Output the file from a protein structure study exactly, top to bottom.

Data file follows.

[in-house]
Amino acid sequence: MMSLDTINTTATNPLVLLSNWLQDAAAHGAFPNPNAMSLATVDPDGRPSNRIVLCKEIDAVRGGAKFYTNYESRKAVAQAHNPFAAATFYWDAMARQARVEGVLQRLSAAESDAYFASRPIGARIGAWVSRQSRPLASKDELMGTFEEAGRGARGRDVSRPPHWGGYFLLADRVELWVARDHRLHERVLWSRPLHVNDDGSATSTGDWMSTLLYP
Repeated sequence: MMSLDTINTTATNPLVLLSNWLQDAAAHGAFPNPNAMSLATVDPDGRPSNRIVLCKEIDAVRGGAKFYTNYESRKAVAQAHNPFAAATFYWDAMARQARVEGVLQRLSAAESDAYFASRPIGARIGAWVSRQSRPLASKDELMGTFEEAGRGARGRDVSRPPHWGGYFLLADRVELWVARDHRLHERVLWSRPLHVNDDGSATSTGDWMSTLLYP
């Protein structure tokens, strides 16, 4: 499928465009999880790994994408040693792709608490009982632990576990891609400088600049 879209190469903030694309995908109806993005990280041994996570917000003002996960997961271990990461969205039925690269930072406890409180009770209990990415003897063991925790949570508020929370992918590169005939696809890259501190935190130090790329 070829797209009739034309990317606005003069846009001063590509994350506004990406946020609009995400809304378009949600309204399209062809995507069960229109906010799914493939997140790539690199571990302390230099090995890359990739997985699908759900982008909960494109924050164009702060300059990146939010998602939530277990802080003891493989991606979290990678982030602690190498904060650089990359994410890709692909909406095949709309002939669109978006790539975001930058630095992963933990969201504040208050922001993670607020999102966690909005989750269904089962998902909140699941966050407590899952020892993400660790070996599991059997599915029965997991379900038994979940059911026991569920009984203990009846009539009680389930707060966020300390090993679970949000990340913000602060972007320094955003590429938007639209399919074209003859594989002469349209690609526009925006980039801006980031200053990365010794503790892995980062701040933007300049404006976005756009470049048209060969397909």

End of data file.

[in-house]
Amino acid sequence: MMSLDTINTTATNPLVLLSNWLQDAAAHGAFPNPNAMSLATVDPDGRPSNRIVLCKEIDAVRGGAKFYTNYESRKAVAQAHNPFAAATFYWDAMARQARVEGVLQRLSAAESDAYFASRPIGARIGAWVSRQSRPLASKDELMGTFEEAGRGARGRDVSRPPHWGGYFLLADRVELWVARDHRLHERVLWSRPLHVNDDGSATSTGDWMSTLLYP
Repeated sequence: MMSLDTINTTATNPLVLLSNWLQDAAAHGAFPNPNAMSLATVDPDGRPSNRIVLCKEIDAVRGGAKFYTNYESRKAVAQAHNPFAAATFYWDAMARQARVEGVLQRLSAAESDAYFASRPIGARIGAWVSRQSRPLASKDELMGTFEEAGRGARGRDVSRPPHWGGYFLLADRVELWVARDHRLHERVLWSRPLHVNDDGSATSTGDWMSTLLYP
């Protein structure tokens, strides 16, 4: 499928465009999880790994994408040693792709608490009982632990576990891609400088600049 879209190469903030694309995908109806993005990280041994996570917000003002996960997961271990990461969205039925690269930072406890409180009770209990990415003897063991925790949570508020929370992918590169005939696809890259501190935190130090790329 070829797209009739034309990317606005003069846009001063590509994350506004990406946020609009995400809304378009949600309204399209062809995507069960229109906010799914493939997140790539690199571990302390230099090995890359990739997985699908759900982008909960494109924050164009702060300059990146939010998602939530277990802080003891493989991606979290990678982030602690190498904060650089990359994410890709692909909406095949709309002939669109978006790539975001930058630095992963933990969201504040208050922001993670607020999102966690909005989750269904089962998902909140699941966050407590899952020892993400660790070996599991059997599915029965997991379900038994979940059911026991569920009984203990009846009539009680389930707060966020300390090993679970949000990340913000602060972007320094955003590429938007639209399919074209003859594989002469349209690609526009925006980039801006980031200053990365010794503790892995980062701040933007300049404006976005756009470049048209060969397909």